Snapshot in surgery: brain abscess as a complication of a recurrent sigmoid diverticular abscess Zhaowei Zhou1, Siddhartha Wuppalapati2 & Nigel Scott1 1
Department of Colorectal Surgery, Royal Preston Hospital, Preston, UK Department of Neuroradiology, Royal Preston Hospital, Preston, UK
Correspondence Mr Zhaowei Zhou, Department of Colorectal Surgery, Royal Preston Hospital, Sharoe Green Lane north, Fulwood, Preston, Lancashire PR2 9HT, UK. Tel: +0044(0) 1772 522261; Fax: +0044(0)1772522875; E-mail: [email protected]
Key Clinical Message
Funding Information No sources of funding were declared for this study.
A 35-year-old man was found to have a cerebral abscess secondary to a recurrent sigmoid diverticular abscess. Both cultures grew Streptococcus anginosus. Brain abscess is a rare but potential complication of sigmoid diverticulitis. Streptococcus anginosus, which is found in human gut flora, is a common cause of brain abscess.
Brain abscess, diverticular abscess, sigmoid diverticulitis, Streptococcus anginosus.
Received: 10 November 2014; Accepted: 3 March 2015 Clinical Case Reports 2015; 3(6): 506–507 doi: 10.1002/ccr3.272
Snapshot quiz What do these images show and how should it be treated? Figure 1: Axial image of MRI brain (FLAIR sequence)
Figure 2: Axial image of CT brain angiogram
ª 2015 The Authors. Clinical Case Reports published by John Wiley & Sons Ltd. This is an open access article under the terms of the Creative Commons Attribution-NonCommercial License, which permits use, distribution and reproduction in any medium, provided the original work is properly cited and is not used for commercial purposes.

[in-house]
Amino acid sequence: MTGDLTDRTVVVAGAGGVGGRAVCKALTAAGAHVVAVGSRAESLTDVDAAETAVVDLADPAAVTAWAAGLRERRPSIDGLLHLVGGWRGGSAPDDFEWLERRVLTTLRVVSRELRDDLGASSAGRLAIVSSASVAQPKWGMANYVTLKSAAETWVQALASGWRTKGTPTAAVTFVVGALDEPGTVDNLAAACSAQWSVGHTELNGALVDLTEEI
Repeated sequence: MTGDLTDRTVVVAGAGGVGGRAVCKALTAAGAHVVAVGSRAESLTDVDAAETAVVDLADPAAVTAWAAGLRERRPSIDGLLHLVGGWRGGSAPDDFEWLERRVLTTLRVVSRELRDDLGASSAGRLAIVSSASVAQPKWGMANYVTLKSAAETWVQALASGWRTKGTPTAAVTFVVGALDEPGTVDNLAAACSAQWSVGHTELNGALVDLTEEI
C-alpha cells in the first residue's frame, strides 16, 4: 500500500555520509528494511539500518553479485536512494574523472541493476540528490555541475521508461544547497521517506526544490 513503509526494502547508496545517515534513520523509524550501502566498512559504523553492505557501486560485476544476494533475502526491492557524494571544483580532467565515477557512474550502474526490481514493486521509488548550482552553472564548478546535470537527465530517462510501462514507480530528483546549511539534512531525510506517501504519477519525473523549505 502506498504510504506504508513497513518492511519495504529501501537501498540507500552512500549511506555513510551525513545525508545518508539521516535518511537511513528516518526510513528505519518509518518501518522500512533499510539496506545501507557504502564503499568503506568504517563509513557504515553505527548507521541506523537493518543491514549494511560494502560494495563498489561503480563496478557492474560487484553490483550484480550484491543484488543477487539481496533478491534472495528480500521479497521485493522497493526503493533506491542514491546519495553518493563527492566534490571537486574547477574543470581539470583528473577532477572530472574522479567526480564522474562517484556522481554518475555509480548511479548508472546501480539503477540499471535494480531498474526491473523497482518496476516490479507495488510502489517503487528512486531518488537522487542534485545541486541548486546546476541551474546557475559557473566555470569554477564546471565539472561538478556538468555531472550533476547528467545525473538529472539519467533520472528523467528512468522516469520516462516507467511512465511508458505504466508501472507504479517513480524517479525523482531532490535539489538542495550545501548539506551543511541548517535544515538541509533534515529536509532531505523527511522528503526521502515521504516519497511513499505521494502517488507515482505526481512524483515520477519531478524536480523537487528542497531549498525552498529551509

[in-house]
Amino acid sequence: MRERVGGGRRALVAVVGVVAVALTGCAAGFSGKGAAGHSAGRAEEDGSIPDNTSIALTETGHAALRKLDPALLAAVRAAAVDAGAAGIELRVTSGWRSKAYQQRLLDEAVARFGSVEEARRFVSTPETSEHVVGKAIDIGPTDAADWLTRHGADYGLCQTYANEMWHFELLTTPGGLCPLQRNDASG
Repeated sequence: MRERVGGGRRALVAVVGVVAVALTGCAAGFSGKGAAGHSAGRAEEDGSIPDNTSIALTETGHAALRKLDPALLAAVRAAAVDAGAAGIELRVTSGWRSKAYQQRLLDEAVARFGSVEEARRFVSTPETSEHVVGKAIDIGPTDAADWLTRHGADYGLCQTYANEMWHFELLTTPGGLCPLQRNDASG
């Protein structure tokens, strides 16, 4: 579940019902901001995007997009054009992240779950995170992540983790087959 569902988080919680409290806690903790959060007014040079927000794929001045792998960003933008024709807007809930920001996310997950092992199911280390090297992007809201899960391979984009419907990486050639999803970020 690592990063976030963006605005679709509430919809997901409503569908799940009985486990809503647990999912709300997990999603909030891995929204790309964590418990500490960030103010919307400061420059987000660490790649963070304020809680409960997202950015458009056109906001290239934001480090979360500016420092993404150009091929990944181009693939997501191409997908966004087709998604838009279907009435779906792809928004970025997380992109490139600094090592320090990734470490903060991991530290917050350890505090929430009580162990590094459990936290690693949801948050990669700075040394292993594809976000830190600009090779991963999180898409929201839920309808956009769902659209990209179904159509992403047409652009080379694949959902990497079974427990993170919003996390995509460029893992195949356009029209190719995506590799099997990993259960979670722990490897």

Z. Zhou et al.
Figure 3: Sagittal image of CT abdomen and pelvis
Brain abscess in diverticular disease
Answer: A 35-year-old man presented with one day history of dysarthria, dysphagia, and right temporal headache. He had a percutaneous drainage and antibiotic treatment of a sigmoid diverticular abscess 7 months previously. MRI brain showed a right posterior frontal motor cortex lesion (yellow arrow) which was initially diagnosed as glioma. A CT angiogram was then performed, but showed no vascular abnormality in relation to this lesion (red arrow). The images were subsequently discussed in the Neurosurgical MDT. A brain abscess with cerebritis and cerebral edema was diagnosed. A CT scan of abdomen and pelvis later showed an abscess formation (blue arrow) in the anterior pelvis which was closely related to the bladder doom and the distal sigmoid colon. The patient underwent a right frontoparietal mini-craniectomy and evacuation of cerebral abscess, followed by Hartmann’s procedure. The abscess cultures both grew Streptococcus anginosus. He made a full neurological recovery and was discharged with outpatient parenteral antibiotic therapy.
Conflict of Interest None declared.
ª 2015 The Authors. Clinical Case Reports published by John Wiley & Sons Ltd.